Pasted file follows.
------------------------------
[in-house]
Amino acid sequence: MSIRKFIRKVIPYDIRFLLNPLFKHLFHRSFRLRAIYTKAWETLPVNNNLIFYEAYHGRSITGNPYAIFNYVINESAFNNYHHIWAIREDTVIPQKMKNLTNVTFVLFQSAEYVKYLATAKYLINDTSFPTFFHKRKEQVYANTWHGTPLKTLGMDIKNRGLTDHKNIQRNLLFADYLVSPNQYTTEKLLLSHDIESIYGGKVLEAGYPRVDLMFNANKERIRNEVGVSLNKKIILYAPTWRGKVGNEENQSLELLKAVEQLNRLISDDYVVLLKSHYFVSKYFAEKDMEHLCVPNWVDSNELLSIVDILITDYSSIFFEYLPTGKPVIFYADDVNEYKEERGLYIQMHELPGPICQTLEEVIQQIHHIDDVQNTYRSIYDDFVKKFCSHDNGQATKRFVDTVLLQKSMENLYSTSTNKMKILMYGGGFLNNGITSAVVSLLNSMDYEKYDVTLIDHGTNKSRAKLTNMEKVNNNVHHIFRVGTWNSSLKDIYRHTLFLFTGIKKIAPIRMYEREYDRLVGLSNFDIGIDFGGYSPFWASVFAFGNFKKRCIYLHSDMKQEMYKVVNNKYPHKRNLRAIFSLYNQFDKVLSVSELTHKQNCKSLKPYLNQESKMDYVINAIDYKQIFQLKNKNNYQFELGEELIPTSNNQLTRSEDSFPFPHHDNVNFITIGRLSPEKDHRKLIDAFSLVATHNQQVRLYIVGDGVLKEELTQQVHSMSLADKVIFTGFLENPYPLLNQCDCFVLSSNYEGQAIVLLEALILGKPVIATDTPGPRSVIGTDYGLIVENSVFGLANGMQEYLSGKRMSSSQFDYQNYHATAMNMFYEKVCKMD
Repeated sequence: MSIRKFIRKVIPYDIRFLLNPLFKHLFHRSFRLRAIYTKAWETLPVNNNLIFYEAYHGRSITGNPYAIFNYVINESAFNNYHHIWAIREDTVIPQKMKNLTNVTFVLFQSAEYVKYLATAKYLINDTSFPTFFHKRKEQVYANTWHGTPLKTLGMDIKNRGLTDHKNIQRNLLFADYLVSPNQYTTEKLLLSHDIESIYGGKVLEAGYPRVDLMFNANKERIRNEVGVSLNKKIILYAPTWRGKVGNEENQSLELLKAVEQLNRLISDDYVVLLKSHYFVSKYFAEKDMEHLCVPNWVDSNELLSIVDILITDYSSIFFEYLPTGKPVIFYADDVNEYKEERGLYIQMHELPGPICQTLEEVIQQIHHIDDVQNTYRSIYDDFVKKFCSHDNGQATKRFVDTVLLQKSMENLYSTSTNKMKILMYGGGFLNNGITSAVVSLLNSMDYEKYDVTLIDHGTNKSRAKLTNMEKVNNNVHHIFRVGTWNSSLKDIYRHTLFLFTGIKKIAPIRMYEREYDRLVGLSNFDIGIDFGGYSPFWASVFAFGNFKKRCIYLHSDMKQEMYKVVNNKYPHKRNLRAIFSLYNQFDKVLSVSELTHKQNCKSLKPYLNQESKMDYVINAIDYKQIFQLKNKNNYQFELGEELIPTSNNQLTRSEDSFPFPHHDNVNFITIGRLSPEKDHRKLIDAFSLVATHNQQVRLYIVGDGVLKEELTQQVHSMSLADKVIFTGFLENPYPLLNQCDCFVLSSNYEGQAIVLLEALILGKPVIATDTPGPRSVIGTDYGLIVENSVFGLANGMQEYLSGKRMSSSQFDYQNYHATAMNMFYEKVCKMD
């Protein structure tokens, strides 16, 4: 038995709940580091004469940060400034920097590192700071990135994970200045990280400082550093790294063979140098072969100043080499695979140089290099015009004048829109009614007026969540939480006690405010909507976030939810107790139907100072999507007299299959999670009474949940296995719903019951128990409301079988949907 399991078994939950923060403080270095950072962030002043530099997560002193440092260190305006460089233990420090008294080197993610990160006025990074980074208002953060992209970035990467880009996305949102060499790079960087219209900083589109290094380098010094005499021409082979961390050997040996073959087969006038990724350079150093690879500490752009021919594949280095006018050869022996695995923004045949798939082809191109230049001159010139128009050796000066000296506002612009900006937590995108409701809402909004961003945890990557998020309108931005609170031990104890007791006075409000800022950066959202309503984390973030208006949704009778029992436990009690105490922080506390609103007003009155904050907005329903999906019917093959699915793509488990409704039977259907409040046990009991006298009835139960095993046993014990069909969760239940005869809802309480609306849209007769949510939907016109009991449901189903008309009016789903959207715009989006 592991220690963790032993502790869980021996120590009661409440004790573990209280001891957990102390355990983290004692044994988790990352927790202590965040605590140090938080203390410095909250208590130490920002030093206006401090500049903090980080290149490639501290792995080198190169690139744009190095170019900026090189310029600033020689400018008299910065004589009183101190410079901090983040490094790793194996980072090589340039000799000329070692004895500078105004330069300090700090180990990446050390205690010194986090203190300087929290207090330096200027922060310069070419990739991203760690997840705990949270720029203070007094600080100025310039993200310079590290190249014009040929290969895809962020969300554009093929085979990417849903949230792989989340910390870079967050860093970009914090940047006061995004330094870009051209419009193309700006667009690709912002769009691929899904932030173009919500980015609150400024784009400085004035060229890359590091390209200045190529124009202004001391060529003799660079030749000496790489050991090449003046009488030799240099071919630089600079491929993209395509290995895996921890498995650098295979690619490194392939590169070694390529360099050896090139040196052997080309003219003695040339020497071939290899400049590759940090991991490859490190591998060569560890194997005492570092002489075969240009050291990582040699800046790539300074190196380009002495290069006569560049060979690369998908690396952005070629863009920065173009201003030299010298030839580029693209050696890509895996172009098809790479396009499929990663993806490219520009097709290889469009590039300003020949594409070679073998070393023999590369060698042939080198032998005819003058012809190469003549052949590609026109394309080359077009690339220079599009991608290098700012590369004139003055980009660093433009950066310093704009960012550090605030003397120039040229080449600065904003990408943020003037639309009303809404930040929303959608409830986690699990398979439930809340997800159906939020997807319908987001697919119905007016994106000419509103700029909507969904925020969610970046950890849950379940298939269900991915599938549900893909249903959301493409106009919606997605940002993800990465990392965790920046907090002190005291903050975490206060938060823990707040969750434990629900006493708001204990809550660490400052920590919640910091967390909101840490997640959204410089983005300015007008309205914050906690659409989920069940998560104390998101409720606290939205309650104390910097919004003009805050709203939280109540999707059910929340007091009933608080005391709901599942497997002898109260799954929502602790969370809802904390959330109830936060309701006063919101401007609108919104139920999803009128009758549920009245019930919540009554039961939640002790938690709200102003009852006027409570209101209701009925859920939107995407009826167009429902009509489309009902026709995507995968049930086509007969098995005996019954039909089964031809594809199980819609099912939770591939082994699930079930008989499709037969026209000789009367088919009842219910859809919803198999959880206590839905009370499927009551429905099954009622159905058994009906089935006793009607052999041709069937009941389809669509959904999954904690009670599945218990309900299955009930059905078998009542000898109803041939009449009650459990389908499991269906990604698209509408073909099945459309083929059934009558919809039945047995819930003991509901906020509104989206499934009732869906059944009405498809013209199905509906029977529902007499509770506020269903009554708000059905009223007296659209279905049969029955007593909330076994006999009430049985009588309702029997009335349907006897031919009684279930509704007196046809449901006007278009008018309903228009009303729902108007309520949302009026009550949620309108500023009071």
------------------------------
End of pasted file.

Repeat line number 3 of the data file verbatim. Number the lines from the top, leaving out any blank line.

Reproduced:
Repeated sequence: MSIRKFIRKVIPYDIRFLLNPLFKHLFHRSFRLRAIYTKAWETLPVNNNLIFYEAYHGRSITGNPYAIFNYVINESAFNNYHHIWAIREDTVIPQKMKNLTNVTFVLFQSAEYVKYLATAKYLINDTSFPTFFHKRKEQVYANTWHGTPLKTLGMDIKNRGLTDHKNIQRNLLFADYLVSPNQYTTEKLLLSHDIESIYGGKVLEAGYPRVDLMFNANKERIRNEVGVSLNKKIILYAPTWRGKVGNEENQSLELLKAVEQLNRLISDDYVVLLKSHYFVSKYFAEKDMEHLCVPNWVDSNELLSIVDILITDYSSIFFEYLPTGKPVIFYADDVNEYKEERGLYIQMHELPGPICQTLEEVIQQIHHIDDVQNTYRSIYDDFVKKFCSHDNGQATKRFVDTVLLQKSMENLYSTSTNKMKILMYGGGFLNNGITSAVVSLLNSMDYEKYDVTLIDHGTNKSRAKLTNMEKVNNNVHHIFRVGTWNSSLKDIYRHTLFLFTGIKKIAPIRMYEREYDRLVGLSNFDIGIDFGGYSPFWASVFAFGNFKKRCIYLHSDMKQEMYKVVNNKYPHKRNLRAIFSLYNQFDKVLSVSELTHKQNCKSLKPYLNQESKMDYVINAIDYKQIFQLKNKNNYQFELGEELIPTSNNQLTRSEDSFPFPHHDNVNFITIGRLSPEKDHRKLIDAFSLVATHNQQVRLYIVGDGVLKEELTQQVHSMSLADKVIFTGFLENPYPLLNQCDCFVLSSNYEGQAIVLLEALILGKPVIATDTPGPRSVIGTDYGLIVENSVFGLANGMQEYLSGKRMSSSQFDYQNYHATAMNMFYEKVCKMD